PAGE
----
Emotional intelligence (EQ) has been linked to everything from leadership talent and career success to health, happiness, and relationship outcome. Who wouldn't want to boost their emotional intelligence or EQ, especially considering that it lowers stress levels as well?
While coaches offer ways to boost emotional intelligence, is this a soft skill that can be learned?
Research shows that everyone possesses an innate level of EQ. Factors that affect EQ include genetics, disposition, and childhood experiences. Some people are naturally hot-tempered–out of personality, learned patterning from home, or a combination of factors–while other people tend to be calm under pressure.
While everyone's innate EQ is firm, it can be changed. Change takes perseverance and understanding, although most people naturally increase their EQ as they age. That's one reason why teens may be sulky or shy, then mature into pleasant adults.
The process of raising emotional intelligence consists of understanding the circumstances, changing your behaviors, and changing your internal landscape. With yelling, this means recognizing anger triggers, taking steps to remain calm in front of others (say, deep breathing), and managing rather than suppressing the internal stressors.
Coaching programs can improve emotional intelligence and other soft skills by up to 25 percent.
However, since some amount of EQ is innate, change is most attainable when people want to change. Coaching can have the biggest impact when it comes to interpersonal skills. Through open-ended questions, modeling, and skills development, coaches can help individuals manage emotional states to enjoy a positive peer reputation.
A coach will help you see the bigger picture of human interactions and understand how they are seen by their peers. Considering that most people have no idea how they come across, open feedback from coaches can be invaluable in planting seeds to change behavior.
Given the correlation between stress and emotional intelligence, it's no surprise that learning stress management improves EQ - by up to 35 percent.
Stressed individuals are highly volatile and unlikely to adopt a flexible attitude when things do not go as planned. Psychological flexibility - or the ability to go with the flow - is linked to a high EQ.
By lowering stress, people can improve their mindset and EQ.
Learn more: The future is Affective Hospitality : Discover all the hospitality skills that will be needed in the future.
Emotional regulation is one of the main tenets of EQ. If you can't control strong emotions, you are more likely to act on impulses and be swayed by feeling.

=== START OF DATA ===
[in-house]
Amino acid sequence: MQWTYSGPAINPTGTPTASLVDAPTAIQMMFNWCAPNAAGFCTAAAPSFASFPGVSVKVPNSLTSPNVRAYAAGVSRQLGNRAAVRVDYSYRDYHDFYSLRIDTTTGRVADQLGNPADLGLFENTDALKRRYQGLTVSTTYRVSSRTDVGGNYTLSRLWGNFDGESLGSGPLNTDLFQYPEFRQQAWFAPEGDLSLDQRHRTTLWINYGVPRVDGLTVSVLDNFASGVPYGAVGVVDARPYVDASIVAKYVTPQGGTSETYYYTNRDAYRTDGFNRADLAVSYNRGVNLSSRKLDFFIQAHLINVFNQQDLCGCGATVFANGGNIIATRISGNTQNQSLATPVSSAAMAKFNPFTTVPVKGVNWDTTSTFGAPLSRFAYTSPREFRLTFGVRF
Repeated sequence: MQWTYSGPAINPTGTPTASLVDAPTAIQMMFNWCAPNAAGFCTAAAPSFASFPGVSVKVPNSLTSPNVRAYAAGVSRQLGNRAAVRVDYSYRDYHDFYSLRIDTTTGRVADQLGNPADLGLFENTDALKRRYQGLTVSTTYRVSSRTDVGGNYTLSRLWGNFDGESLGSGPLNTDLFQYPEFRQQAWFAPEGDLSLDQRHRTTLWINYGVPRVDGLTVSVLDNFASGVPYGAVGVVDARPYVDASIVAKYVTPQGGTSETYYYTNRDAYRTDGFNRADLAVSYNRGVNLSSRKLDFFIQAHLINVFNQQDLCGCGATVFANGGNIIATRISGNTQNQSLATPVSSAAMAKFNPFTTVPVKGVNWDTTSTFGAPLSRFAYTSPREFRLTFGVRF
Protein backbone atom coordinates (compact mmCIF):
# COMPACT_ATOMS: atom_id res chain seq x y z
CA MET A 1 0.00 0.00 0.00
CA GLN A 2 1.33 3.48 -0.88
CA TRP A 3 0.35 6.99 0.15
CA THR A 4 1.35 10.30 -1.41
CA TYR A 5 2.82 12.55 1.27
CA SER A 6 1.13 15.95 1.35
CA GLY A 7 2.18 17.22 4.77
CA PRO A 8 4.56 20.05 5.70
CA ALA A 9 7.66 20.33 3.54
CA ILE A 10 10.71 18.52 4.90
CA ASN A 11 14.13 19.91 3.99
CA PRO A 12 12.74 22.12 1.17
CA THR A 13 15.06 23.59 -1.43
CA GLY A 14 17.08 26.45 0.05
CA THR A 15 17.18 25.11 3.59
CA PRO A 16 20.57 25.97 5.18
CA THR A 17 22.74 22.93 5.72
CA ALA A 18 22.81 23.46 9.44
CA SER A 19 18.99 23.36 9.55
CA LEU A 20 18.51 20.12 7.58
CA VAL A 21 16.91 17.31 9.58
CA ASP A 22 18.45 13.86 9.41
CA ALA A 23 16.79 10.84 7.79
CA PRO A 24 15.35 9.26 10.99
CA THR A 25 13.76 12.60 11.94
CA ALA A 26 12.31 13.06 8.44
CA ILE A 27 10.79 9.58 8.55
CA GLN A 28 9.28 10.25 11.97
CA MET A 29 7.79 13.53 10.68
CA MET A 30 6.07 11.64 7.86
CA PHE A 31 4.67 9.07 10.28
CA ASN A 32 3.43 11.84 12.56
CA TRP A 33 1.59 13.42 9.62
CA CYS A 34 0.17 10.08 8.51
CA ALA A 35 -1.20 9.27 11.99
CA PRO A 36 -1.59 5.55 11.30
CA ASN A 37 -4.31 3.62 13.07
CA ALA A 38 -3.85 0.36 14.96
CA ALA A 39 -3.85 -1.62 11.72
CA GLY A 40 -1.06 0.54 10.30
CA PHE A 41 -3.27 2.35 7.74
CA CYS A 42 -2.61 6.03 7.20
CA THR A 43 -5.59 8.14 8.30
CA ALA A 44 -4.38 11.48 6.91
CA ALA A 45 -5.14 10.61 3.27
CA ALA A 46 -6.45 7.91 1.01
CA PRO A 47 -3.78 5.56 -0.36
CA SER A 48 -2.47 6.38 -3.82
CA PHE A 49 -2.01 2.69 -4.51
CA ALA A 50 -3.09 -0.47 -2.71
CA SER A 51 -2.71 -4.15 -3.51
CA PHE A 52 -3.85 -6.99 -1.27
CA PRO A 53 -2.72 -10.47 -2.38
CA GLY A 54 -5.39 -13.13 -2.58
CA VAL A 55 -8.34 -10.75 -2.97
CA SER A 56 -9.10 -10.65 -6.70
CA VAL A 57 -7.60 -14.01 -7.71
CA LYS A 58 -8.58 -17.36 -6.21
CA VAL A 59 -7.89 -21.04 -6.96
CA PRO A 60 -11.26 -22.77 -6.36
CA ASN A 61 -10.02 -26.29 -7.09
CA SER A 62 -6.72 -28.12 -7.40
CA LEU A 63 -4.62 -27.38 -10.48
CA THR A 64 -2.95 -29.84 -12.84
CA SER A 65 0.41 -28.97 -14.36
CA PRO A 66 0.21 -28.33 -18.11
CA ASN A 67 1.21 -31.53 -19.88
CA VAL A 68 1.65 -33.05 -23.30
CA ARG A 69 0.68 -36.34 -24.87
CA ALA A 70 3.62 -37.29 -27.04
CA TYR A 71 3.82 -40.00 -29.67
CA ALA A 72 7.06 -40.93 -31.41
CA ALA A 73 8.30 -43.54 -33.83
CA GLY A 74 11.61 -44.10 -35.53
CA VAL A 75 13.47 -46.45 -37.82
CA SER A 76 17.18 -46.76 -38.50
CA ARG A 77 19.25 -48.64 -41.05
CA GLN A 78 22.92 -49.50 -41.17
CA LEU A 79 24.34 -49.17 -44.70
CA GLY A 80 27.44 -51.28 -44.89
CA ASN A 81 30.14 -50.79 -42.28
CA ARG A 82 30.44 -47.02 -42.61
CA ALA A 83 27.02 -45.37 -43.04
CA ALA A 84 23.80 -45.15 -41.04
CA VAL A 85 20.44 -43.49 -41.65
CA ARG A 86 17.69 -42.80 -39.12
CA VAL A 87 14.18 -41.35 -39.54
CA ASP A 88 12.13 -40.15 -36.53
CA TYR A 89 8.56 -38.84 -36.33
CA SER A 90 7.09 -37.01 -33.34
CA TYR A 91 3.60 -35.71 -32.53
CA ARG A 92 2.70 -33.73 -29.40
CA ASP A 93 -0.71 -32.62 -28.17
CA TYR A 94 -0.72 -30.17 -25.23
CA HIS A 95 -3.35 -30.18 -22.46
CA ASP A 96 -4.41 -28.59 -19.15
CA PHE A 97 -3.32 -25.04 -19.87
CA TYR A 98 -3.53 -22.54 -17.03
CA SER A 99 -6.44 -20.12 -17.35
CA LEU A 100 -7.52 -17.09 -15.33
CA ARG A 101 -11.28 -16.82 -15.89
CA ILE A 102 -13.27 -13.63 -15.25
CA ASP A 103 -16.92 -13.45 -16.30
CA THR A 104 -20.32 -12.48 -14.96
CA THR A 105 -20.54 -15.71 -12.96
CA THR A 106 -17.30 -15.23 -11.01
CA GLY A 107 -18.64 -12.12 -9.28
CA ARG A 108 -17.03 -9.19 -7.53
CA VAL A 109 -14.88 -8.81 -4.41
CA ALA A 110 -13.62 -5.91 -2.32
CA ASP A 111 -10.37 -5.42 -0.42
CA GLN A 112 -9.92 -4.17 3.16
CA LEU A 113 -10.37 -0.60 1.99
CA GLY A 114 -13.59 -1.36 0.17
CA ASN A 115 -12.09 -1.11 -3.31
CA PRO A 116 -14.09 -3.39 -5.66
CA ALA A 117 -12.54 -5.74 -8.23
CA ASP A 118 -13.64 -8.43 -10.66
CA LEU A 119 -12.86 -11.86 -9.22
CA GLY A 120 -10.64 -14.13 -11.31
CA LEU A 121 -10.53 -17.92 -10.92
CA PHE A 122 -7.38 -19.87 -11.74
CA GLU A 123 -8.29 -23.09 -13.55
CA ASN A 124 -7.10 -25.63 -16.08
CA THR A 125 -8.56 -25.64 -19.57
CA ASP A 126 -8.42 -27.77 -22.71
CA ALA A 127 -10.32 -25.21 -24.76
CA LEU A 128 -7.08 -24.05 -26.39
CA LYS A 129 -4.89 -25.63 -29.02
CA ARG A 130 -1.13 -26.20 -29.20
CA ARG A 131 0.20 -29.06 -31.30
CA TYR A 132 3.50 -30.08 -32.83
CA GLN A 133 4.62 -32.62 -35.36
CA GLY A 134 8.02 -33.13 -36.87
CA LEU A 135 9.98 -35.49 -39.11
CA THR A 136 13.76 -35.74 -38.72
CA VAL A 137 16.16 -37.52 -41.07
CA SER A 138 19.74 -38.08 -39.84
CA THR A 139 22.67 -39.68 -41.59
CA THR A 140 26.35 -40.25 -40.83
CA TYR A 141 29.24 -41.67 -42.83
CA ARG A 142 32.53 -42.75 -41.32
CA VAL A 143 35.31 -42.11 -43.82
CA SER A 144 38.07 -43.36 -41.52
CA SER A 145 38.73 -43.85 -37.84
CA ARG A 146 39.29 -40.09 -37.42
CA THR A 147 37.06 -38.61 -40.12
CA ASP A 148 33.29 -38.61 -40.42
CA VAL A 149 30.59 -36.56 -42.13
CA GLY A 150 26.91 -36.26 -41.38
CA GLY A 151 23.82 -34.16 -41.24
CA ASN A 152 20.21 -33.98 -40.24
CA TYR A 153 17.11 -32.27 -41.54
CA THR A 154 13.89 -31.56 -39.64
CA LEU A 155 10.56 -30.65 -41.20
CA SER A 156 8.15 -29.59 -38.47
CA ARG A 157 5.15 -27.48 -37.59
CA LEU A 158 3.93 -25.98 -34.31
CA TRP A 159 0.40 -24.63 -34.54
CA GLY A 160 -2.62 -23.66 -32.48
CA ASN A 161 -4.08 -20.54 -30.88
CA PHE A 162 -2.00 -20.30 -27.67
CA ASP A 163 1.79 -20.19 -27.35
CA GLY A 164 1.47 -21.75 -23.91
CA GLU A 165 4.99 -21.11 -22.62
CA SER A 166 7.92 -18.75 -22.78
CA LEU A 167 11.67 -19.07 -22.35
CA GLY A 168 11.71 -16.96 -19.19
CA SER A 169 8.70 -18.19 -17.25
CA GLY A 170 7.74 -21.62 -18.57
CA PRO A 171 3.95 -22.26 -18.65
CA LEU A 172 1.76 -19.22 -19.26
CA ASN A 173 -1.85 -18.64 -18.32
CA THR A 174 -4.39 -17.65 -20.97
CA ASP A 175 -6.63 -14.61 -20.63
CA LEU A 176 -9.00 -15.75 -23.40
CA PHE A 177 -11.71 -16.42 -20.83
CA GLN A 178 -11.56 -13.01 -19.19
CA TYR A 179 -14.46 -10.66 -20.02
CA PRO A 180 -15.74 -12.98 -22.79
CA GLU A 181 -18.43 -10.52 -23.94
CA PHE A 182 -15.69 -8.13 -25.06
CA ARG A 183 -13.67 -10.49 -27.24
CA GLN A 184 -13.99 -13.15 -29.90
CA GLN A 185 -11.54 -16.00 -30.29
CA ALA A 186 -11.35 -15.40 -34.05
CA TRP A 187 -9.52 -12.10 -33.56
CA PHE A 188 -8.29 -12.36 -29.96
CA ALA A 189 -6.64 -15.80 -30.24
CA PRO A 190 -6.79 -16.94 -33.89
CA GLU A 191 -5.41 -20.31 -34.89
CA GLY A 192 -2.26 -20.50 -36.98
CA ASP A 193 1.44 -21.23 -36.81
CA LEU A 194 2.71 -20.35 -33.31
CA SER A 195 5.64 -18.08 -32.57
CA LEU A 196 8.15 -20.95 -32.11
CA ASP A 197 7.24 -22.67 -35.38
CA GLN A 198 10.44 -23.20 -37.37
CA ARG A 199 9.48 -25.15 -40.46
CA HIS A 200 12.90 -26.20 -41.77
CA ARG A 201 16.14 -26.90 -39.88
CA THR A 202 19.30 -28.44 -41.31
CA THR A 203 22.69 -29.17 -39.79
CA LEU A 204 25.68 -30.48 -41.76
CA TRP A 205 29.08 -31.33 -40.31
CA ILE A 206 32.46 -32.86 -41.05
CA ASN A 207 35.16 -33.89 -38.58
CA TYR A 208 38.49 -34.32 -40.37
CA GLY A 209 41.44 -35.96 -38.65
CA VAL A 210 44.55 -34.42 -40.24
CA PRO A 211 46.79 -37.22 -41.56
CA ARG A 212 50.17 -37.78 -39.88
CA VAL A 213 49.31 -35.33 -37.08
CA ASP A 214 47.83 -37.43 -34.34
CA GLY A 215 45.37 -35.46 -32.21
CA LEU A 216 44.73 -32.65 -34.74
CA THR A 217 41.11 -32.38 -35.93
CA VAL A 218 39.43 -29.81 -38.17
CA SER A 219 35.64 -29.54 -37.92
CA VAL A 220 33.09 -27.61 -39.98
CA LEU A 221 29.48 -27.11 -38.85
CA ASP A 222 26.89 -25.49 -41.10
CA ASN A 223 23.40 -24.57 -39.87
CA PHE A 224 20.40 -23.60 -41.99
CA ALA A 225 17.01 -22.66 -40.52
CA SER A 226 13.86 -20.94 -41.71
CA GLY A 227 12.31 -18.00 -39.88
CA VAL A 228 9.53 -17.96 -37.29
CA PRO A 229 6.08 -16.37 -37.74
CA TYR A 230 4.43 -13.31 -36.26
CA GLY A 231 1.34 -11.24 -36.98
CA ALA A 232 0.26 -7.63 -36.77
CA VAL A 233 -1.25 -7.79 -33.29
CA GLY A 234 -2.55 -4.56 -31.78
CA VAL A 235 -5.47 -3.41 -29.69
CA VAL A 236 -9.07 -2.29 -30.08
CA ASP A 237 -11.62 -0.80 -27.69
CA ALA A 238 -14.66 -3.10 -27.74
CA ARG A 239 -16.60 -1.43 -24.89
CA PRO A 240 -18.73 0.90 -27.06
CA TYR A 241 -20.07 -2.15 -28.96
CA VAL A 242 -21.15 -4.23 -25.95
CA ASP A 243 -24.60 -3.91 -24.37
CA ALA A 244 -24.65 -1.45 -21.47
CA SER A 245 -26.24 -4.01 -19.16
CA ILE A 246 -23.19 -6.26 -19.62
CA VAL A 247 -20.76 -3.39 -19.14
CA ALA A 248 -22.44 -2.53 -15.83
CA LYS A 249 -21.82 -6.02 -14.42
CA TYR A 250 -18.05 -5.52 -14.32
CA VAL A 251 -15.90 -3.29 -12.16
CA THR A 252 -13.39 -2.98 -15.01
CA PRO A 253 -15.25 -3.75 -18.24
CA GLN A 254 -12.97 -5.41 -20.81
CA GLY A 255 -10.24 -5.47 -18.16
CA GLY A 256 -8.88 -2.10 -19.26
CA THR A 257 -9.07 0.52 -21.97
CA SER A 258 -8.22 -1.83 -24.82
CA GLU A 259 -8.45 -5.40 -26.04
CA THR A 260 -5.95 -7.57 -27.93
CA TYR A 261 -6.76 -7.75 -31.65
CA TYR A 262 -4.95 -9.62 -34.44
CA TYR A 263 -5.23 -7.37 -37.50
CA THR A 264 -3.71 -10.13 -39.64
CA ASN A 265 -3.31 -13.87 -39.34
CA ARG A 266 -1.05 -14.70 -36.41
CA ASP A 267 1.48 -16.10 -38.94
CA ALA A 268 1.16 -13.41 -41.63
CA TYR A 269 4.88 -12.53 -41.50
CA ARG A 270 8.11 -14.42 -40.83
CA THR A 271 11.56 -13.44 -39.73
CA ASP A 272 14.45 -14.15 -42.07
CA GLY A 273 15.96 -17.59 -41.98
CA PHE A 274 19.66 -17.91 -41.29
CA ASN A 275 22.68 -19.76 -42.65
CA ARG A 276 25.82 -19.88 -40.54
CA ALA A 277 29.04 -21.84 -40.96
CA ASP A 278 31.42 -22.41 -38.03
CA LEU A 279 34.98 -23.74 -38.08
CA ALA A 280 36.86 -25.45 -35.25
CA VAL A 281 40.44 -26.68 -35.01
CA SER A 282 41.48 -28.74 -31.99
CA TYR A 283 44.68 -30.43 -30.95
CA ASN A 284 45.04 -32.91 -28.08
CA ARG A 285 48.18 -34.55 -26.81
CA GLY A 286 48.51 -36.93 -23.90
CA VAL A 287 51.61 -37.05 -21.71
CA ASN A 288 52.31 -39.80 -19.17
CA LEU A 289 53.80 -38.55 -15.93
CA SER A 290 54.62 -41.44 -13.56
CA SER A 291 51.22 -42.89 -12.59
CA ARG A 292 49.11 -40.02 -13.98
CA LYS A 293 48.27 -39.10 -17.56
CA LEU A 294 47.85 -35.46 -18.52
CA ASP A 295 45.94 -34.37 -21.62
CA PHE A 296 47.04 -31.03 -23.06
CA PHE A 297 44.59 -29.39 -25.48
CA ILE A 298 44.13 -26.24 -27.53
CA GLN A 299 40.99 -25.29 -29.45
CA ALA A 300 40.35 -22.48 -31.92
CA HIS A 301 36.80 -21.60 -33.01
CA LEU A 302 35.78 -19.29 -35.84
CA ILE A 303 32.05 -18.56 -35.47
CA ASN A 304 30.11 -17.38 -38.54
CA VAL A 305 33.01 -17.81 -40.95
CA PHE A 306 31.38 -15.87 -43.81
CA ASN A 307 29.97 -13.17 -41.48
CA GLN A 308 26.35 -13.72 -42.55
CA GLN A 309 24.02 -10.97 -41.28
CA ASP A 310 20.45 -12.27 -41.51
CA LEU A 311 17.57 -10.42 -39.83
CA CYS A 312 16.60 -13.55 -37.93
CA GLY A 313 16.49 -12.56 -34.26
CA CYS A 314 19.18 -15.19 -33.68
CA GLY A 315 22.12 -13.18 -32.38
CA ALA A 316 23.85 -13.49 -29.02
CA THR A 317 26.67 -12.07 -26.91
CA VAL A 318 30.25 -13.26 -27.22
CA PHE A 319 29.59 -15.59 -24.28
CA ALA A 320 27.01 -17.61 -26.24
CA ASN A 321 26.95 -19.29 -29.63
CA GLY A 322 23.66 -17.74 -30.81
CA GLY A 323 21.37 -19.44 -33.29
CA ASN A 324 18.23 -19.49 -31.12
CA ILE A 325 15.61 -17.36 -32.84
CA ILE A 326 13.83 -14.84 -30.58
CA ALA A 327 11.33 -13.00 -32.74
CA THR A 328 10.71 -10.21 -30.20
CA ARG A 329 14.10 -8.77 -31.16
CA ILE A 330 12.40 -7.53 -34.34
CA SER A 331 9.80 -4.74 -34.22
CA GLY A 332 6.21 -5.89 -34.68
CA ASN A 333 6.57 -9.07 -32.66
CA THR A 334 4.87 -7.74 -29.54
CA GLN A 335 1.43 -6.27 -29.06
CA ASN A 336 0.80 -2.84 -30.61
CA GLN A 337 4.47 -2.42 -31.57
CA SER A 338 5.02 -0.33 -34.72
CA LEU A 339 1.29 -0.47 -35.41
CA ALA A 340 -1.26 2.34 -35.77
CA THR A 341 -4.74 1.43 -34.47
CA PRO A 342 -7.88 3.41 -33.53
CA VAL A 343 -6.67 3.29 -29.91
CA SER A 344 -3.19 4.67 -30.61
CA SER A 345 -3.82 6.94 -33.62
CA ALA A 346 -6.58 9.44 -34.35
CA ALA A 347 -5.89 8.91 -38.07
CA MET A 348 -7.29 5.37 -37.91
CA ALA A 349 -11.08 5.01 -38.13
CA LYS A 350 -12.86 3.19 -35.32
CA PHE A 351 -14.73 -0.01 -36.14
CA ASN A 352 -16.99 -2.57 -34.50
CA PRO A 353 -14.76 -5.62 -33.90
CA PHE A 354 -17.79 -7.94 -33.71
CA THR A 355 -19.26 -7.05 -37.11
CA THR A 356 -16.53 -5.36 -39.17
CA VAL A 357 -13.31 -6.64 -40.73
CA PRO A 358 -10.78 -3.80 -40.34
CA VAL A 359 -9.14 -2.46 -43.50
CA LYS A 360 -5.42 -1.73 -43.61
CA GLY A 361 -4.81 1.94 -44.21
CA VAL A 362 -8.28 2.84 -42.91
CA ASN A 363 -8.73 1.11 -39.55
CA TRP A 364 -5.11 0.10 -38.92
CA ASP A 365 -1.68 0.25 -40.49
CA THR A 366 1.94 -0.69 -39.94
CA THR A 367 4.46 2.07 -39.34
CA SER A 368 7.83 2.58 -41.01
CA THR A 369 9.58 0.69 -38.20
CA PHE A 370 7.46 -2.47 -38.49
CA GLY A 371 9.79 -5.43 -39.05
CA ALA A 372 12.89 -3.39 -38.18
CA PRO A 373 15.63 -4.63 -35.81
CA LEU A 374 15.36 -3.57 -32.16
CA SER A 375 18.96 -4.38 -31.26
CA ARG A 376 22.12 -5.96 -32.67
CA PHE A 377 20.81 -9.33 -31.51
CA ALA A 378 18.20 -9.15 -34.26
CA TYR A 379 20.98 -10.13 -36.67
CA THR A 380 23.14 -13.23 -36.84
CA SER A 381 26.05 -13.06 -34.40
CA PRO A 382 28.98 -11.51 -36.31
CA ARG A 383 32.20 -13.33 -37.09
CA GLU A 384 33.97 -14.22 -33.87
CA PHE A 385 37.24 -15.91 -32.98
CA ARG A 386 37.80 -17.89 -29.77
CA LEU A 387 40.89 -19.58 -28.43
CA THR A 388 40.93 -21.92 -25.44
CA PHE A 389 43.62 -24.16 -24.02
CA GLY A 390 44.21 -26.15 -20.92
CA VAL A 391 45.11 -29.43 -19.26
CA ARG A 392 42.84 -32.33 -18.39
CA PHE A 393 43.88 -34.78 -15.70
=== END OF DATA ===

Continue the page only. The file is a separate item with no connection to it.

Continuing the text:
While the process can be uncomfortable, learning to sit with uncomfortable feelings, look at all the options, and decide on the best reaction is a skill that will serve you well in your personal and professional life. It's also something that's learned well through the stress-relieving process of meditation.
In meditation, you learn to stay present despite thoughts and feelings - to stay in the moment even when it can be unpleasant to do so. This maps over perfectly onto managing unpleasant emotions, such as jealousy, anger, or resentment.
Given the hard work it takes to build your emotional intelligence, is it worth it?
Yes, especially for your career.
Individuals with higher EQs are better able to manage their emotions and communicate with others. They hold onto stress and anger less than individuals with lower EQs, have more empathy for others, and are better able to cope with challenges.
Within the hospitality profession, where many roles are customer-service facing, it should be clear that individuals with demonstrated emotional intelligence will be better able to do their jobs - and may take more enjoyment from the work. The evolution of the hospitality industry towards "affective hospitality" will make these skills essential.
As a result, these candidates are more likely to be hired, promoted, and find career success. They're also more likely to be happy and fulfilled in their personal lives!
Whether you are blessed with a high EQ and want to become more emotionally resilient or whether you know you tend to be emotional and want a better handle on anger and stress, taking steps to improve your EQ not only helps you, it improves interpersonal relationships, mindset, and health outcomes.
There's no reason not to try.
Lecturer and International Career Coordinator at EHL PassuggVisit website
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